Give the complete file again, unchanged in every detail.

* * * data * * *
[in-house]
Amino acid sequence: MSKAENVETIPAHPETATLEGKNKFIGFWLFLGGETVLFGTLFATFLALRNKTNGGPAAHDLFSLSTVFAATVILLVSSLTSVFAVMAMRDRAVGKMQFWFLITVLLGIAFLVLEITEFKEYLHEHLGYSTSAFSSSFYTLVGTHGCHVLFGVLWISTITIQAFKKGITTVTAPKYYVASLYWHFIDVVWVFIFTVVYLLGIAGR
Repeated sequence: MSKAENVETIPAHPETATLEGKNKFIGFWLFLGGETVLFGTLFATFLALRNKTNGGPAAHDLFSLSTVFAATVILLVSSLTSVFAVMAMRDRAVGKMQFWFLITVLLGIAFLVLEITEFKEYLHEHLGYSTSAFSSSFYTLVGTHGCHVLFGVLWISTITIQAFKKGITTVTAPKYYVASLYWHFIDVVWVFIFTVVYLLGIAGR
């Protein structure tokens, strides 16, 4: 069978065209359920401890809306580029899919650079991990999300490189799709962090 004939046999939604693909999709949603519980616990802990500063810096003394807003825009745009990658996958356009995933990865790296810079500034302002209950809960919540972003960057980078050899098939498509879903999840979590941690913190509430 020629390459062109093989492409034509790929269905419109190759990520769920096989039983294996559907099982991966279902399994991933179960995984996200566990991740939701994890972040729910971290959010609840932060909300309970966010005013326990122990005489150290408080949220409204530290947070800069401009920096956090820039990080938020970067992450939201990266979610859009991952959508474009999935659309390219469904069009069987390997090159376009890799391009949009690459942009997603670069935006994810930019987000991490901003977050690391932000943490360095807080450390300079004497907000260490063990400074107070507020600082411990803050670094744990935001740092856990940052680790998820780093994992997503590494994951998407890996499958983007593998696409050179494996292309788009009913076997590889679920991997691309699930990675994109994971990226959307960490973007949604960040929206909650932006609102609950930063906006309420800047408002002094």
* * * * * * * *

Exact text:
[in-house]
Amino acid sequence: MSKAENVETIPAHPETATLEGKNKFIGFWLFLGGETVLFGTLFATFLALRNKTNGGPAAHDLFSLSTVFAATVILLVSSLTSVFAVMAMRDRAVGKMQFWFLITVLLGIAFLVLEITEFKEYLHEHLGYSTSAFSSSFYTLVGTHGCHVLFGVLWISTITIQAFKKGITTVTAPKYYVASLYWHFIDVVWVFIFTVVYLLGIAGR
Repeated sequence: MSKAENVETIPAHPETATLEGKNKFIGFWLFLGGETVLFGTLFATFLALRNKTNGGPAAHDLFSLSTVFAATVILLVSSLTSVFAVMAMRDRAVGKMQFWFLITVLLGIAFLVLEITEFKEYLHEHLGYSTSAFSSSFYTLVGTHGCHVLFGVLWISTITIQAFKKGITTVTAPKYYVASLYWHFIDVVWVFIFTVVYLLGIAGR
């Protein structure tokens, strides 16, 4: 069978065209359920401890809306580029899919650079991990999300490189799709962090 004939046999939604693909999709949603519980616990802990500063810096003394807003825009745009990658996958356009995933990865790296810079500034302002209950809960919540972003960057980078050899098939498509879903999840979590941690913190509430 020629390459062109093989492409034509790929269905419109190759990520769920096989039983294996559907099982991966279902399994991933179960995984996200566990991740939701994890972040729910971290959010609840932060909300309970966010005013326990122990005489150290408080949220409204530290947070800069401009920096956090820039990080938020970067992450939201990266979610859009991952959508474009999935659309390219469904069009069987390997090159376009890799391009949009690459942009997603670069935006994810930019987000991490901003977050690391932000943490360095807080450390300079004497907000260490063990400074107070507020600082411990803050670094744990935001740092856990940052680790998820780093994992997503590494994951998407890996499958983007593998696409050179494996292309788009009913076997590889679920991997691309699930990675994109994971990226959307960490973007949604960040929206909650932006609102609950930063906006309420800047408002002094």